Over time, you should be getting smarter. Being entirely consistent in everything you believe can mean that you aren’t growing. There has never been a time where so much new knowledge is being created, and with it, the occasional new wisdom.
Not changing your mind about anything means that you are not taking in new information, new knowledge, or new wisdom.
Ignoring new evidence means stagnation. Consistency in the face of new information and new evidence is stagnation.
What beliefs have you changed in the last few years? It’s unlikely that you’ve changed your religion or your political affiliation. It’s equally likely that you share both of these beliefs with your parents, not to suggest that you shouldn’t.
This economy is a different economy than your parent’s and grandparent’s. The challenges are different and more difficult. The opportunities are greater, and some of the obstacles have all but disappeared. The ideas that may have served you well three decades ago will now do more harm than good. Have your beliefs about the economy changed?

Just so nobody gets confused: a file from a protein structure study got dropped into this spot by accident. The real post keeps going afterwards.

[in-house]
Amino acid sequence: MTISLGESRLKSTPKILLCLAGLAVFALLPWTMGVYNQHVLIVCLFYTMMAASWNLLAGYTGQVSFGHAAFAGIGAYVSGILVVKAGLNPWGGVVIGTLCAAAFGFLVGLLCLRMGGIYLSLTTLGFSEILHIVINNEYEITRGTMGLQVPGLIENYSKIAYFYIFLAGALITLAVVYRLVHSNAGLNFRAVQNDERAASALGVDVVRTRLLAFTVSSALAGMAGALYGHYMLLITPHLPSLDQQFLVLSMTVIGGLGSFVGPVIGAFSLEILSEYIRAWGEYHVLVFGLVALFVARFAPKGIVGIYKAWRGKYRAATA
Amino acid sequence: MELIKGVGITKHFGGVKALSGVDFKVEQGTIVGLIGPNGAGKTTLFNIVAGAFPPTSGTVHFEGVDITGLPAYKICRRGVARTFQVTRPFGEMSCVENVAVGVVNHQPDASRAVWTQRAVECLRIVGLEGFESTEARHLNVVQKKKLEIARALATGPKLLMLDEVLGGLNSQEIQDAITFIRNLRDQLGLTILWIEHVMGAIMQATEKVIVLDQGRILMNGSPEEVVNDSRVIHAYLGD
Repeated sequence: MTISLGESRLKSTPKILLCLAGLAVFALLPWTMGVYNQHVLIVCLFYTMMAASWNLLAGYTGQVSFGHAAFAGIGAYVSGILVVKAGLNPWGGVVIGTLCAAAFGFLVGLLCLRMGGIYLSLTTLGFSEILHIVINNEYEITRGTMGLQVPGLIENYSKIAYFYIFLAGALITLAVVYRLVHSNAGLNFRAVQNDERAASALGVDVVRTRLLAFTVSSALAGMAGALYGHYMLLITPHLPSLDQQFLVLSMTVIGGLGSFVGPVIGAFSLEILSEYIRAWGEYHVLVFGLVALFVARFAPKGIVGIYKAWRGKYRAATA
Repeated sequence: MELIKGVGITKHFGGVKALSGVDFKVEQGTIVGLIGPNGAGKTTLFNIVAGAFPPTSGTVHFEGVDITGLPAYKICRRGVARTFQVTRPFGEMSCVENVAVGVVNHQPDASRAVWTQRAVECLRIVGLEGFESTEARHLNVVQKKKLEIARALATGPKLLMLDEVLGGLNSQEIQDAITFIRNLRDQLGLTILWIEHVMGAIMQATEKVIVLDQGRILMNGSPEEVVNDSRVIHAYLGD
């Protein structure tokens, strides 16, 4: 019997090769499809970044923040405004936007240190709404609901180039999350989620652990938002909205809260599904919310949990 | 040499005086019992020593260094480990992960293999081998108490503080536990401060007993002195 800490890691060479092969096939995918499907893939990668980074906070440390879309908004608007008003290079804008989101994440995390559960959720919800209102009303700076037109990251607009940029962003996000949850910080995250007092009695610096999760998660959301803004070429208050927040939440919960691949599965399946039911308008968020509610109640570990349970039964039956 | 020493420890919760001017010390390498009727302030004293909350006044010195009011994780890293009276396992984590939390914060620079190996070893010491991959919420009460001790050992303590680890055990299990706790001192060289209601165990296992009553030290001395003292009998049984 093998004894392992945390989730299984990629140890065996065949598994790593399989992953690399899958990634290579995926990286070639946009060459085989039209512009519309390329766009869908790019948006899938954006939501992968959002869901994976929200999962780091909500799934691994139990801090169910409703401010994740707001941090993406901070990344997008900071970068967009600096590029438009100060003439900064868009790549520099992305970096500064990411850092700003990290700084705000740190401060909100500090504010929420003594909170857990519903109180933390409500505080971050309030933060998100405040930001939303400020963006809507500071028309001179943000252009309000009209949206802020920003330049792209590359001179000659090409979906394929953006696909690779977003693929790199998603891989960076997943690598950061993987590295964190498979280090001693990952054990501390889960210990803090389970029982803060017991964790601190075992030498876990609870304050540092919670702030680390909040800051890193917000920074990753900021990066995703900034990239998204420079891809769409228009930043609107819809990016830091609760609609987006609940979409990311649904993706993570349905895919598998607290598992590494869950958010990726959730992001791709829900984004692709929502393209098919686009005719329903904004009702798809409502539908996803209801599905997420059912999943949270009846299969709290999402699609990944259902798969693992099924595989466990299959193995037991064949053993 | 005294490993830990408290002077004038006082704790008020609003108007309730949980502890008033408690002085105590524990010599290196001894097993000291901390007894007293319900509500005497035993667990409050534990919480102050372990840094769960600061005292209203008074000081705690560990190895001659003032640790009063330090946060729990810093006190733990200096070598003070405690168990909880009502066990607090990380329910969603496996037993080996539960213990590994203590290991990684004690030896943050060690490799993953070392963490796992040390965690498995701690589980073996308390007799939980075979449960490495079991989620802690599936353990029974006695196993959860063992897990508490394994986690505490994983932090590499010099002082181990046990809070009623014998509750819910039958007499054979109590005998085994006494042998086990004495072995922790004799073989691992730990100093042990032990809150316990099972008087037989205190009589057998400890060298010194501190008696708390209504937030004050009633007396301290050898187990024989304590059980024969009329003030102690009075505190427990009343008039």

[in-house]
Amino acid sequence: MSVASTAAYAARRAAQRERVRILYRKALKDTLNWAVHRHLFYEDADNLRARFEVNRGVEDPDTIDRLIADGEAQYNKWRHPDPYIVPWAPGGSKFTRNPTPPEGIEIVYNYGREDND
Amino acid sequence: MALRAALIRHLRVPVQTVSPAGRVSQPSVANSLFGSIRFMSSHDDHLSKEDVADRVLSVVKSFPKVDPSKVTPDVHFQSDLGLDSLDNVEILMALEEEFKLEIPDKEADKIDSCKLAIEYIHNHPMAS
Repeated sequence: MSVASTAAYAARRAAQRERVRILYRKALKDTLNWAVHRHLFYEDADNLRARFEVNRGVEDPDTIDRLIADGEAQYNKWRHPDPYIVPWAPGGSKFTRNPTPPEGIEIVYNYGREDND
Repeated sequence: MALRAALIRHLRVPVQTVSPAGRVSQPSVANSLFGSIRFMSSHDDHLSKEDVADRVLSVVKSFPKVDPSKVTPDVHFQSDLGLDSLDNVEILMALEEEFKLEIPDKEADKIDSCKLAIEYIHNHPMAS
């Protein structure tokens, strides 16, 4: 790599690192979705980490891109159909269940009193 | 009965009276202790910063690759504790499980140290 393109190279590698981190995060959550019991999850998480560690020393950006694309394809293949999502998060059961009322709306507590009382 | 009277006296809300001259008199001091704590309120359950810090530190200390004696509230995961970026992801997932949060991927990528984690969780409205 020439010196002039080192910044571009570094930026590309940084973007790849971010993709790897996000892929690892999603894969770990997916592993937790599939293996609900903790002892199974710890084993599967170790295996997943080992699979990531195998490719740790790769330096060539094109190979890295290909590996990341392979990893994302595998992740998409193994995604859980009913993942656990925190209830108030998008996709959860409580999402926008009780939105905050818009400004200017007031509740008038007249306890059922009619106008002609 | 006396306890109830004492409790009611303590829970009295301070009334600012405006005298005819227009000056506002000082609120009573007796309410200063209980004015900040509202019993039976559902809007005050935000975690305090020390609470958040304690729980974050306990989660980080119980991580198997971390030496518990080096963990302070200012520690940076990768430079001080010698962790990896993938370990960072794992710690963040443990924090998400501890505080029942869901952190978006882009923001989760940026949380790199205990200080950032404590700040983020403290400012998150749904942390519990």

Work is different now. Work was different 30, 40, and 70 years ago. Careers were different. Does the word “work” or “career” mean something different to you now? Have your ideas changed?
How to Change Your Mind
You shouldn’t be embarrassed to have changed your mind. It is a sign that you are learning, discovering, and growing. It’s more dangerous to stay locked to a belief that no longer serves you, especially when there is a good reason to adopt a new idea.
When pressed about having abandoned a long-held position, you simply say, “I have changed my mind about that. I no longer believe what I used to believe.” No apologies. No shame. Instead, growth.